Kinder Morgan Increases Dividend to $0.2775 Per Share Per Quarter and Announces Results for First Quarter of 2022

HOUSTON–(BUSINESS WIRE)–Kinder Morgan, Inc.’s (NYSE: KMI) board of directors today approved a cash dividend of $0.2775 per share for the first quarter ($1.11 annualized), payable on May 16, 2022, to stockholders of record as of the close of business on May 2, 2022. This dividend is a 3% increase over the first quarter of 2021 and marks the fifth consecutive annual increase.

KMI is reporting first quarter net income attributable to KMI of $667 million, compared to $1,409 million in the first quarter of 2021; and distributable cash flow (DCF) of $1,455 million, compared to $2,329 million in the first quarter of 2021. Adjusted Earnings were $732 million for the quarter, versus $1,374 million in the first quarter of 2021. First quarter 2021 results were favorably impacted by earnings during the February 2021 Winter Storm Uri. Excluding those nonrecurring earnings, our current quarter earnings would be above the prior-year period.

“The company is off to a great start this year and once again generated robust earnings and strong coverage of this quarter’s dividend. We continue to live within our cash flow, have reduced our debt by more than $11 billion since 2015, and plan for this year to be the fifth consecutive year of increased dividends. During 2022 we expect to once again fund our expansion capital opportunities internally, meet or exceed our debt metric goal, and return excess cash to our shareholders through a dividend increase and opportunistic share repurchases,” said KMI Executive Chairman Richard D. Kinder.

“We are seeing great opportunities, both in our traditional segments and in our growing participation in the low-carbon energy evolution,” said KMI Chief Executive Officer Steve Kean. “While we are benefiting from commodity price tailwinds, we are also performing better than budget in a number of areas, which is more than offsetting some higher cost headwinds. Even excluding the commodity price tailwinds, we are above DCF plan for the quarter.”

Kean continued, “We are seeing growth in our base natural gas business as more customers seek to take advantage of the extensive firm transport and storage services we offer. That growth is coming from favorable renewals, especially on our flexible storage services, and from incremental growth opportunities. Our Stagecoach acquisition is fully integrated with our commercial and physical operations, producing the commercial opportunities we expected, and exceeding the acquisition model.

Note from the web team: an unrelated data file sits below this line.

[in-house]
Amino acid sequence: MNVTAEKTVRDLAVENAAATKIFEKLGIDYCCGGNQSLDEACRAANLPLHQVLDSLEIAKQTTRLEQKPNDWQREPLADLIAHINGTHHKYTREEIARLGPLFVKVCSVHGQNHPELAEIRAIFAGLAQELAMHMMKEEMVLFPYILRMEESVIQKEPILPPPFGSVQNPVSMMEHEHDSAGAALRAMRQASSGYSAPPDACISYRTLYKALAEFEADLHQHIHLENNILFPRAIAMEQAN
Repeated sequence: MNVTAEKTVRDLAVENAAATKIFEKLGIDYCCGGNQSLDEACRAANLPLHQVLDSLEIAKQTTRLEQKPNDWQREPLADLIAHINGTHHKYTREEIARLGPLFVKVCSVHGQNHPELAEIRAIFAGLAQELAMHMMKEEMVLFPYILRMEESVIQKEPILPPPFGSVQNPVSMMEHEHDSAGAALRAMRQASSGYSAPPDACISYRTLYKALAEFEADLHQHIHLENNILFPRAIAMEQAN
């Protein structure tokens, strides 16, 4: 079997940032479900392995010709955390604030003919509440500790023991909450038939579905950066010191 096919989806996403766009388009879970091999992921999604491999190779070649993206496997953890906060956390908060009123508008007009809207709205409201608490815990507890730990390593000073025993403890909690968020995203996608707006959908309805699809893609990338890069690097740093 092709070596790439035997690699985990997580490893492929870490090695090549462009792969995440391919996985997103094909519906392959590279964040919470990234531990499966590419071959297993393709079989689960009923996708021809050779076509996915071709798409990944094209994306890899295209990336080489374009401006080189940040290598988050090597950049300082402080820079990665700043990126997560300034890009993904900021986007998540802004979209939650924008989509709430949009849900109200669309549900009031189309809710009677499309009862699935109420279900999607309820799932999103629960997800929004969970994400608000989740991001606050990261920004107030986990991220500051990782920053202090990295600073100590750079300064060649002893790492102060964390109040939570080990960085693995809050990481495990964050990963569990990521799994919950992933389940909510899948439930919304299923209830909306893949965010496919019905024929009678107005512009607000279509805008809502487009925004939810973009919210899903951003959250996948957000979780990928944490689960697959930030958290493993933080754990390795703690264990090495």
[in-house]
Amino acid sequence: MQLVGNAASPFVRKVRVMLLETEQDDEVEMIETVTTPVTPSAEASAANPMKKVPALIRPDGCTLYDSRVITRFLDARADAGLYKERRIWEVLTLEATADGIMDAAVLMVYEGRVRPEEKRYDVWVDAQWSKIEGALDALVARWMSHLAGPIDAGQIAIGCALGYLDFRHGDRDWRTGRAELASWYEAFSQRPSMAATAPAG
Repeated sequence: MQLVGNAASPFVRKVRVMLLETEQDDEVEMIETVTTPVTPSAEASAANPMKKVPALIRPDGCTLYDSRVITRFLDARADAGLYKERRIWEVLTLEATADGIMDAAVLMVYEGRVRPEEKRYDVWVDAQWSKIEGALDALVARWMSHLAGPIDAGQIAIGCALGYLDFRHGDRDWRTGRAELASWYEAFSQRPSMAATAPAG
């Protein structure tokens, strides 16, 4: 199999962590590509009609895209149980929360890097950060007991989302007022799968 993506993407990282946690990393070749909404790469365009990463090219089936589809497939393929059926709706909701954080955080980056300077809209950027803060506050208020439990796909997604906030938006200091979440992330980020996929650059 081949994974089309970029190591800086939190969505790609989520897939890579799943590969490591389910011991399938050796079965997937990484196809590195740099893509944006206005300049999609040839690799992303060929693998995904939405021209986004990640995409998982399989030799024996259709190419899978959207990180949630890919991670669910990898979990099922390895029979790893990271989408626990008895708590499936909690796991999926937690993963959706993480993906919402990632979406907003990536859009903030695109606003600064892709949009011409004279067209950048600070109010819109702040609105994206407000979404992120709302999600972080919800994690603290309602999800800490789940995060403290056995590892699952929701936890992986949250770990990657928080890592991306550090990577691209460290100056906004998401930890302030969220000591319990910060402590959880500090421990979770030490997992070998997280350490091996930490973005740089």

“Our Products business segment strongly outperformed the first quarter of 2021 and our Terminals segment also closed the quarter up relative to the prior year period. Our CO2 business is benefiting from higher crude prices and is also exceeding its oil production and CO2 volume targets,” Kean said.

“Our assets will be needed for a long time to come, providing the same services they do today. We have also positioned ourselves for the ongoing energy evolution. We are investing in our pipelines and terminals in support of renewable diesel and the associated feedstocks. We continue to leverage our status as a low methane emission intensity leader within our sector as interest in responsibly sourced natural gas grows within our customer base. And our investment in renewable natural gas is presenting good additional growth opportunities,” Kean concluded.

“KMI’s financial performance during the quarter was strong, as we generated earnings per share of $0.29 and DCF per share of $0.64. While these both represent a decrease from the first quarter of 2021, those 2021 results were positively impacted by the nonrecurring earnings achieved during Winter Storm Uri,” said KMI President Kim Dang. “Excluding Uri-related earnings from our 2021 results, earnings per share for the quarter were up 17% and DCF per share was up 16% as compared to the first quarter of 2021. Compared to our budget, net income attributable to KMI during the quarter was down $28 million, largely due to unsettled commodity hedges, which we treat as certain items. Adjusted Earnings, which exclude certain items, exceeded our budget for the quarter by $40 million, and DCF exceeded our budget by $62 million, or 4%. Also during the quarter, we generated $822 million of excess DCF above our declared dividend.”

2022 Outlook

For 2022, KMI budgeted to generate net income attributable to KMI of $2.5 billion and declare dividends of $1.11 per share, a 3% increase from the 2021 declared dividends. KMI also budgeted to generate 2022 DCF of $4.7 billion and Adjusted EBITDA of $7.2 billion and to end 2022 with a Net Debt-to-Adjusted EBITDA ratio of 4.3 times. KMI now expects net income, EBITDA and DCF to be favorable to budget due to stronger than expected commodity prices and favorable operating results from our Natural Gas and CO2 business segments, partially offset by higher costs.